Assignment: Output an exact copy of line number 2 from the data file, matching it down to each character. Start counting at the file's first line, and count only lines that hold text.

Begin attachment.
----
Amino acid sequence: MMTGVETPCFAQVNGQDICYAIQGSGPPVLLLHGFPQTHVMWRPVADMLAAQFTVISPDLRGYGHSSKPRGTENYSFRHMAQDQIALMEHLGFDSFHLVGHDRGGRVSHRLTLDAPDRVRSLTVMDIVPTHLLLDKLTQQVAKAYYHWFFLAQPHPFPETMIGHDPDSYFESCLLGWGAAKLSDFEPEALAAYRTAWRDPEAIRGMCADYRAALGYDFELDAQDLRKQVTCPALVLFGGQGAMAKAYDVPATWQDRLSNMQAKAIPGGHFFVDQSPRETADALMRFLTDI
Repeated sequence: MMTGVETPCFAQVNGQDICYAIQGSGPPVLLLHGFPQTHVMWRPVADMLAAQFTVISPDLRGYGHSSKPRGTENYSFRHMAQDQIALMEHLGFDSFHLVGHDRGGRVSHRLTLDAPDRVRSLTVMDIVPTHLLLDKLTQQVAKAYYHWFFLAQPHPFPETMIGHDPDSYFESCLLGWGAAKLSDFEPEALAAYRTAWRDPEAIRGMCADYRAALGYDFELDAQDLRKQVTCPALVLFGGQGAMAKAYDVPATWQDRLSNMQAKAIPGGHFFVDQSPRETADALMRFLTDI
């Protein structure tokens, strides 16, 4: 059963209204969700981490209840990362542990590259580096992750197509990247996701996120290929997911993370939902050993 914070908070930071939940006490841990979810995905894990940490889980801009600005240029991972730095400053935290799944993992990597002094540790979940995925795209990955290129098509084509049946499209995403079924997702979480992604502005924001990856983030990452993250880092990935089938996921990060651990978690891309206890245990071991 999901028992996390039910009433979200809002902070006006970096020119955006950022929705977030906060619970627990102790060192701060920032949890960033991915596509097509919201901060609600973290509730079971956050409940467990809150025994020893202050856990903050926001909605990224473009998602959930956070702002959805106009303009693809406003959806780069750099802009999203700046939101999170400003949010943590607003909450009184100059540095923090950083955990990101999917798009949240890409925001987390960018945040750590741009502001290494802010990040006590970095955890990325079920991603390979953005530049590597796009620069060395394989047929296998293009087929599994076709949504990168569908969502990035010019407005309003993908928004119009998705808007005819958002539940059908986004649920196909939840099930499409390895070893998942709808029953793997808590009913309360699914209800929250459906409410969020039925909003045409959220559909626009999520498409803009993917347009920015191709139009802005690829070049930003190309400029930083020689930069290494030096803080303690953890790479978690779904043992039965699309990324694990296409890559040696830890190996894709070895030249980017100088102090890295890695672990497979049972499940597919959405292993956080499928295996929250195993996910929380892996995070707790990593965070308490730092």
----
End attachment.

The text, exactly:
Repeated sequence: MMTGVETPCFAQVNGQDICYAIQGSGPPVLLLHGFPQTHVMWRPVADMLAAQFTVISPDLRGYGHSSKPRGTENYSFRHMAQDQIALMEHLGFDSFHLVGHDRGGRVSHRLTLDAPDRVRSLTVMDIVPTHLLLDKLTQQVAKAYYHWFFLAQPHPFPETMIGHDPDSYFESCLLGWGAAKLSDFEPEALAAYRTAWRDPEAIRGMCADYRAALGYDFELDAQDLRKQVTCPALVLFGGQGAMAKAYDVPATWQDRLSNMQAKAIPGGHFFVDQSPRETADALMRFLTDI